Do we eat genetically modified (GE) foods? The quick answer is: almost certainly. Remember that the vast majority of US corn and soy come from GE seed, and that these crops are generally used as feed for cattle, hogs and poultry, or otherwise used in the many processed foods found in grocery store aisles. Alfalfa is the fourth largest crop grown in the US and is most commonly used to feed dairy cows and beef cattle. So, if you drink milk, eat beef, enjoy the occasional slice of bacon with your breakfast, order chicken in your Caesar salad or ever indulge in processed foods, cereals and desserts with ingredients like high fructose corn syrup and soy lecithin, THEN GE crops are most certainly a part of your food chain. How’s that make you feel? What’s worse, you can’t be sure when you eat them or in what form, because there is no requirement to label foods with GE ingredients.
Part I: OBAMA ADMIN’S new mission to squash “burdensome” regulation & play nice with BIG Farm businesses CREATES frenzy green-lighting genetically engineered crops
FarmAID.com — Just weeks into the new year, U.S. Secretary of Agriculture Tom Vilsack announced the full deregulation of Monsanto’s Roundup Ready alfalfa—a genetically engineered crop variety designed to withstand Monsanto’s Roundup herbicide. The move gave the OK for commercial planting to take place this spring without restrictions. A week later, USDA announced the deregulation [...]
One by one, the establishment is picking off the favorite foods and supplements that millions of Americans rely upon to keep us healthy and out of the clutches of the drug and medical industries. Two weeks ago it was eggs. We showed that it was another research group that was heavily influenced by it’s funders that skewed their own research data.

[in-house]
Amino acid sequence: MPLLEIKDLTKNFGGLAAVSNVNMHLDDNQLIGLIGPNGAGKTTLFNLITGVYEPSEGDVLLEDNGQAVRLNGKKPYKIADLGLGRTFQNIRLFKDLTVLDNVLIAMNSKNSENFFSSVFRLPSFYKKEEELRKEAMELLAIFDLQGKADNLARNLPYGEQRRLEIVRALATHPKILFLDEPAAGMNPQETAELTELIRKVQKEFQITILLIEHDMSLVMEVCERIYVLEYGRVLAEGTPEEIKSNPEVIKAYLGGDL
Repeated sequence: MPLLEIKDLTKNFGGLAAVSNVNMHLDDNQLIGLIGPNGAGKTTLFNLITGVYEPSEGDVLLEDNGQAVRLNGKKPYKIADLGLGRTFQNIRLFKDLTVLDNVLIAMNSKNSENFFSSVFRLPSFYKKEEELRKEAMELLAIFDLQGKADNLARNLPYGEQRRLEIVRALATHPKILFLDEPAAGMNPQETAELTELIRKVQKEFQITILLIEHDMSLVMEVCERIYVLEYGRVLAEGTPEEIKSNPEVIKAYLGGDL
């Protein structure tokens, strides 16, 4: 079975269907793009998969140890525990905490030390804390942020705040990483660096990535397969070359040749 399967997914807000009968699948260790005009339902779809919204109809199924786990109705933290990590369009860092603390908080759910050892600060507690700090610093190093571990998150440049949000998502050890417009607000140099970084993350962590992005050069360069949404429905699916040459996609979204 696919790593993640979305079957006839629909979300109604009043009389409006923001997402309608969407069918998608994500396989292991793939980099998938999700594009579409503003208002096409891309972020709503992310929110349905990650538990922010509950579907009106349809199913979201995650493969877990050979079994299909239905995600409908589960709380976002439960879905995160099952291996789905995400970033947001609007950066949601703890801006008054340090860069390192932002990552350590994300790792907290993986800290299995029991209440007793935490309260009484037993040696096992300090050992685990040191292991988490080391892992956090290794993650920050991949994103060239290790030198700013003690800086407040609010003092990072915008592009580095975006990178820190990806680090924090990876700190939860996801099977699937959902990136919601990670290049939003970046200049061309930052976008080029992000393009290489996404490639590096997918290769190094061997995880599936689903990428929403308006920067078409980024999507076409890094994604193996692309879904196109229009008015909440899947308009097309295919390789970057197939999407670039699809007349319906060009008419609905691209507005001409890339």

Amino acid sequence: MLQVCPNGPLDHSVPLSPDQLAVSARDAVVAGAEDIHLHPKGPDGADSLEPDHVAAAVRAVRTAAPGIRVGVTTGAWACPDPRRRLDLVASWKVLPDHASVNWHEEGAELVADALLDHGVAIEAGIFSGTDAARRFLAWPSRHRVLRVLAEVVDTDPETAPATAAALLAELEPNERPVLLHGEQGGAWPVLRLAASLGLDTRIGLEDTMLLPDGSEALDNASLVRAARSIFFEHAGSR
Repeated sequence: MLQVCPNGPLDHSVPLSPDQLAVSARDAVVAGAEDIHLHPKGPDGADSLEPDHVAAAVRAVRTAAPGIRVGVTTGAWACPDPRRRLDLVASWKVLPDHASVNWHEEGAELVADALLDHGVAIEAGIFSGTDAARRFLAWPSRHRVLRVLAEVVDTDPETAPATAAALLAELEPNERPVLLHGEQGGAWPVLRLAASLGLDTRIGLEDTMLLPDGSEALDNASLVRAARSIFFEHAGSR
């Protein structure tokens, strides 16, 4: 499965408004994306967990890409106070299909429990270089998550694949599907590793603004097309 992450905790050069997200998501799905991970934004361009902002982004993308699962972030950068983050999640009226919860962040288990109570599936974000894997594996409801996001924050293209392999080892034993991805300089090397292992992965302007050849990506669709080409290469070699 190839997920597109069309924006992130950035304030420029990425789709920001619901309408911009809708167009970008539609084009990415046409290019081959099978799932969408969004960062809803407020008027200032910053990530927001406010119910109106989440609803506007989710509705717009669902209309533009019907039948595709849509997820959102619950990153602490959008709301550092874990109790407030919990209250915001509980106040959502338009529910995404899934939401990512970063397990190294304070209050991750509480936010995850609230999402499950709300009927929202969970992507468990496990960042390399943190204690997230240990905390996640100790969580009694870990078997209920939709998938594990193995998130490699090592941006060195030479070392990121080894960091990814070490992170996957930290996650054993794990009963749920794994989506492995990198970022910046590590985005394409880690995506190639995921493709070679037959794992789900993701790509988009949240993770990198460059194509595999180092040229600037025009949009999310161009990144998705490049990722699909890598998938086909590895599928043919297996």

Wasting food is bad for US Family Economy: For the average US household of four, food waste dumps $1,350 to $2,275 of our food budget down the drain each year! Wasting food is bad for our waistlines, too. Research shows that people unintentionally eat more calories when they’re faced with larger portions. This translates into a lot of extra — unneeded and unwanted — calories (and pounds).
Why do researchers and nutritionists keep beating up on eggs? Isn’t it the perfect food? This off-on relationship has been going on for decades, but this newest attack takes the egg ! Canadian researchers at the University of Western Ontario now claim that eating three or more egg yolks per week is as bad for your arteries as smoking. Really? Are you kidding? Seriously? Come on! Give me a break!